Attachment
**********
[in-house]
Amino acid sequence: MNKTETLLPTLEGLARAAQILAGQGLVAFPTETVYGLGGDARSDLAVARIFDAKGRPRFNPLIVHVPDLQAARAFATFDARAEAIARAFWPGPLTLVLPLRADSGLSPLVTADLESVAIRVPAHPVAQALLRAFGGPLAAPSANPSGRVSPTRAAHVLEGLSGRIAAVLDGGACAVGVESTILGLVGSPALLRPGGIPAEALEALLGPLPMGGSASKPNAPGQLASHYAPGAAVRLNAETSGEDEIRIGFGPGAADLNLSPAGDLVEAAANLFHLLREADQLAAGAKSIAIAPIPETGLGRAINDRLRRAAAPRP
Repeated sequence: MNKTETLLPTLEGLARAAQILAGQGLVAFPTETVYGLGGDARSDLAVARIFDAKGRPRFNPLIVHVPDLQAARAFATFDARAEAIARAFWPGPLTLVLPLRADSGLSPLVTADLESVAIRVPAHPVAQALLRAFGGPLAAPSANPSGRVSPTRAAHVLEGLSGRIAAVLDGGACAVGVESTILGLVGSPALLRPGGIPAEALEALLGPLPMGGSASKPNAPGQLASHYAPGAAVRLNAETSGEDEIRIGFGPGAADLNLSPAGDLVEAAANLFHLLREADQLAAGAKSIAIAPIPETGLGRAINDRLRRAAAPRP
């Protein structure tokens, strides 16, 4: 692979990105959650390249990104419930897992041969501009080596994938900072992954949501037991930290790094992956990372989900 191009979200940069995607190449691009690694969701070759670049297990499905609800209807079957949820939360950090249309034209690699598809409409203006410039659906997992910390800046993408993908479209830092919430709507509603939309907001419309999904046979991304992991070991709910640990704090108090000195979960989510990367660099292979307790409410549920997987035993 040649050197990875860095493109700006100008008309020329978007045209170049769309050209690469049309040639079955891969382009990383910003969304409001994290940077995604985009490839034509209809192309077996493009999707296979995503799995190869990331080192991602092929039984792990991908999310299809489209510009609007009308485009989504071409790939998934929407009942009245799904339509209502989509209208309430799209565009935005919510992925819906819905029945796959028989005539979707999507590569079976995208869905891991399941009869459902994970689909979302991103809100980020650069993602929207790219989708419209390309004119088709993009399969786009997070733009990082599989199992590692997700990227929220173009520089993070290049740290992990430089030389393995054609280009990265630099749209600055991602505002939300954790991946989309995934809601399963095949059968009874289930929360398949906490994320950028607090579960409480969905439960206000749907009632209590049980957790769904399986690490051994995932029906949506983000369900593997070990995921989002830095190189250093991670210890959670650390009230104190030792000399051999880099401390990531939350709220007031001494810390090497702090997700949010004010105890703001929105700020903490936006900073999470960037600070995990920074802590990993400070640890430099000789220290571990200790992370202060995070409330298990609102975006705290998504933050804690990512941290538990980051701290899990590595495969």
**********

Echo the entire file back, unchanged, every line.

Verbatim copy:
[in-house]
Amino acid sequence: MNKTETLLPTLEGLARAAQILAGQGLVAFPTETVYGLGGDARSDLAVARIFDAKGRPRFNPLIVHVPDLQAARAFATFDARAEAIARAFWPGPLTLVLPLRADSGLSPLVTADLESVAIRVPAHPVAQALLRAFGGPLAAPSANPSGRVSPTRAAHVLEGLSGRIAAVLDGGACAVGVESTILGLVGSPALLRPGGIPAEALEALLGPLPMGGSASKPNAPGQLASHYAPGAAVRLNAETSGEDEIRIGFGPGAADLNLSPAGDLVEAAANLFHLLREADQLAAGAKSIAIAPIPETGLGRAINDRLRRAAAPRP
Repeated sequence: MNKTETLLPTLEGLARAAQILAGQGLVAFPTETVYGLGGDARSDLAVARIFDAKGRPRFNPLIVHVPDLQAARAFATFDARAEAIARAFWPGPLTLVLPLRADSGLSPLVTADLESVAIRVPAHPVAQALLRAFGGPLAAPSANPSGRVSPTRAAHVLEGLSGRIAAVLDGGACAVGVESTILGLVGSPALLRPGGIPAEALEALLGPLPMGGSASKPNAPGQLASHYAPGAAVRLNAETSGEDEIRIGFGPGAADLNLSPAGDLVEAAANLFHLLREADQLAAGAKSIAIAPIPETGLGRAINDRLRRAAAPRP
């Protein structure tokens, strides 16, 4: 692979990105959650390249990104419930897992041969501009080596994938900072992954949501037991930290790094992956990372989900 191009979200940069995607190449691009690694969701070759670049297990499905609800209807079957949820939360950090249309034209690699598809409409203006410039659906997992910390800046993408993908479209830092919430709507509603939309907001419309999904046979991304992991070991709910640990704090108090000195979960989510990367660099292979307790409410549920997987035993 040649050197990875860095493109700006100008008309020329978007045209170049769309050209690469049309040639079955891969382009990383910003969304409001994290940077995604985009490839034509209809192309077996493009999707296979995503799995190869990331080192991602092929039984792990991908999310299809489209510009609007009308485009989504071409790939998934929407009942009245799904339509209502989509209208309430799209565009935005919510992925819906819905029945796959028989005539979707999507590569079976995208869905891991399941009869459902994970689909979302991103809100980020650069993602929207790219989708419209390309004119088709993009399969786009997070733009990082599989199992590692997700990227929220173009520089993070290049740290992990430089030389393995054609280009990265630099749209600055991602505002939300954790991946989309995934809601399963095949059968009874289930929360398949906490994320950028607090579960409480969905439960206000749907009632209590049980957790769904399986690490051994995932029906949506983000369900593997070990995921989002830095190189250093991670210890959670650390009230104190030792000399051999880099401390990531939350709220007031001494810390090497702090997700949010004010105890703001929105700020903490936006900073999470960037600070995990920074802590990993400070640890430099000789220290571990200790992370202060995070409330298990609102975006705290998504933050804690990512941290538990980051701290899990590595495969």